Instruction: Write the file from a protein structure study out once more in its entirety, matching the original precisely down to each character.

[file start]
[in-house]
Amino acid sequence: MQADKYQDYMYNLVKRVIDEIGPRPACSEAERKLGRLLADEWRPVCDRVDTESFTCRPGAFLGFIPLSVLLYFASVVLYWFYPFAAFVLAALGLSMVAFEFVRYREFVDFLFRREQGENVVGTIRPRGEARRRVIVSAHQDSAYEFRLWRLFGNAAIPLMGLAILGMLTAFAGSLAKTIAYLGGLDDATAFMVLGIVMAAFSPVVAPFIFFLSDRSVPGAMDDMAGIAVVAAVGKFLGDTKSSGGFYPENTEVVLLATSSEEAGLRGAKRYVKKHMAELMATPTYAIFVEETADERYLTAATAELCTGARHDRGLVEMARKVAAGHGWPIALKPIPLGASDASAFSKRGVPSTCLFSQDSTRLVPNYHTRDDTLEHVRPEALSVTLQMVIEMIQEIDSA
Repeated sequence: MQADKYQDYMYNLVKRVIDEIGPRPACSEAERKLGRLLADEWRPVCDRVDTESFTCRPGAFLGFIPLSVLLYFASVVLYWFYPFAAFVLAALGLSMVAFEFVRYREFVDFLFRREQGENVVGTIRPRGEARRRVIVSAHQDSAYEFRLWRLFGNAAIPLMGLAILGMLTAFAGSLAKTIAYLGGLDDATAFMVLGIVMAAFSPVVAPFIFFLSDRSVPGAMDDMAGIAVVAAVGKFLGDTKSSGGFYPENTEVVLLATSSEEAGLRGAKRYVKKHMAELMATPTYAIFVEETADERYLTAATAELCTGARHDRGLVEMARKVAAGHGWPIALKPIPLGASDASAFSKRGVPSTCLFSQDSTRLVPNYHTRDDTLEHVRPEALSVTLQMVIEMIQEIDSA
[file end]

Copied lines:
[in-house]
Amino acid sequence: MQADKYQDYMYNLVKRVIDEIGPRPACSEAERKLGRLLADEWRPVCDRVDTESFTCRPGAFLGFIPLSVLLYFASVVLYWFYPFAAFVLAALGLSMVAFEFVRYREFVDFLFRREQGENVVGTIRPRGEARRRVIVSAHQDSAYEFRLWRLFGNAAIPLMGLAILGMLTAFAGSLAKTIAYLGGLDDATAFMVLGIVMAAFSPVVAPFIFFLSDRSVPGAMDDMAGIAVVAAVGKFLGDTKSSGGFYPENTEVVLLATSSEEAGLRGAKRYVKKHMAELMATPTYAIFVEETADERYLTAATAELCTGARHDRGLVEMARKVAAGHGWPIALKPIPLGASDASAFSKRGVPSTCLFSQDSTRLVPNYHTRDDTLEHVRPEALSVTLQMVIEMIQEIDSA
Repeated sequence: MQADKYQDYMYNLVKRVIDEIGPRPACSEAERKLGRLLADEWRPVCDRVDTESFTCRPGAFLGFIPLSVLLYFASVVLYWFYPFAAFVLAALGLSMVAFEFVRYREFVDFLFRREQGENVVGTIRPRGEARRRVIVSAHQDSAYEFRLWRLFGNAAIPLMGLAILGMLTAFAGSLAKTIAYLGGLDDATAFMVLGIVMAAFSPVVAPFIFFLSDRSVPGAMDDMAGIAVVAAVGKFLGDTKSSGGFYPENTEVVLLATSSEEAGLRGAKRYVKKHMAELMATPTYAIFVEETADERYLTAATAELCTGARHDRGLVEMARKVAAGHGWPIALKPIPLGASDASAFSKRGVPSTCLFSQDSTRLVPNYHTRDDTLEHVRPEALSVTLQMVIEMIQEIDSA